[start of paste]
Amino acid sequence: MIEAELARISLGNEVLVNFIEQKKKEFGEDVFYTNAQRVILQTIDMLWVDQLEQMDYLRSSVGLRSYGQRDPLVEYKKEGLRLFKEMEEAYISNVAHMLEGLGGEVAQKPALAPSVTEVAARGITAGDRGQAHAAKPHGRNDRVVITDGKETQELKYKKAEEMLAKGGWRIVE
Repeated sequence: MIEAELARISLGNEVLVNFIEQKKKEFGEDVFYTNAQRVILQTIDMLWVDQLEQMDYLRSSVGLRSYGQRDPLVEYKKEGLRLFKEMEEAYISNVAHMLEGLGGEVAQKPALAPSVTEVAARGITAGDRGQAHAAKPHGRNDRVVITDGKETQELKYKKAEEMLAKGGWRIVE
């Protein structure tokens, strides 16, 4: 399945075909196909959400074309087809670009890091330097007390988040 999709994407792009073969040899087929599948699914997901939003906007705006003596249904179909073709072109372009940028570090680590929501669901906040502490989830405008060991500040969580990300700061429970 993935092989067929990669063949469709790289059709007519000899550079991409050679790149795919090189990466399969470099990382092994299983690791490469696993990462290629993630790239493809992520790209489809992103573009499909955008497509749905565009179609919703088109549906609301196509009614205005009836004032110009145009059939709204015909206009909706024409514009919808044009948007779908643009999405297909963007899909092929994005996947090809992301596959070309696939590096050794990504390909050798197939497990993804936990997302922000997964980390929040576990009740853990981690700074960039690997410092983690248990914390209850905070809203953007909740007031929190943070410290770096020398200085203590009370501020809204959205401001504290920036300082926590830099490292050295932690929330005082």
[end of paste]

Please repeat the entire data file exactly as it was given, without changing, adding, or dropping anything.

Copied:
Amino acid sequence: MIEAELARISLGNEVLVNFIEQKKKEFGEDVFYTNAQRVILQTIDMLWVDQLEQMDYLRSSVGLRSYGQRDPLVEYKKEGLRLFKEMEEAYISNVAHMLEGLGGEVAQKPALAPSVTEVAARGITAGDRGQAHAAKPHGRNDRVVITDGKETQELKYKKAEEMLAKGGWRIVE
Repeated sequence: MIEAELARISLGNEVLVNFIEQKKKEFGEDVFYTNAQRVILQTIDMLWVDQLEQMDYLRSSVGLRSYGQRDPLVEYKKEGLRLFKEMEEAYISNVAHMLEGLGGEVAQKPALAPSVTEVAARGITAGDRGQAHAAKPHGRNDRVVITDGKETQELKYKKAEEMLAKGGWRIVE
């Protein structure tokens, strides 16, 4: 399945075909196909959400074309087809670009890091330097007390988040 999709994407792009073969040899087929599948699914997901939003906007705006003596249904179909073709072109372009940028570090680590929501669901906040502490989830405008060991500040969580990300700061429970 993935092989067929990669063949469709790289059709007519000899550079991409050679790149795919090189990466399969470099990382092994299983690791490469696993990462290629993630790239493809992520790209489809992103573009499909955008497509749905565009179609919703088109549906609301196509009614205005009836004032110009145009059939709204015909206009909706024409514009919808044009948007779908643009999405297909963007899909092929994005996947090809992301596959070309696939590096050794990504390909050798197939497990993804936990997302922000997964980390929040576990009740853990981690700074960039690997410092983690248990914390209850905070809203953007909740007031929190943070410290770096020398200085203590009370501020809204959205401001504290920036300082926590830099490292050295932690929330005082």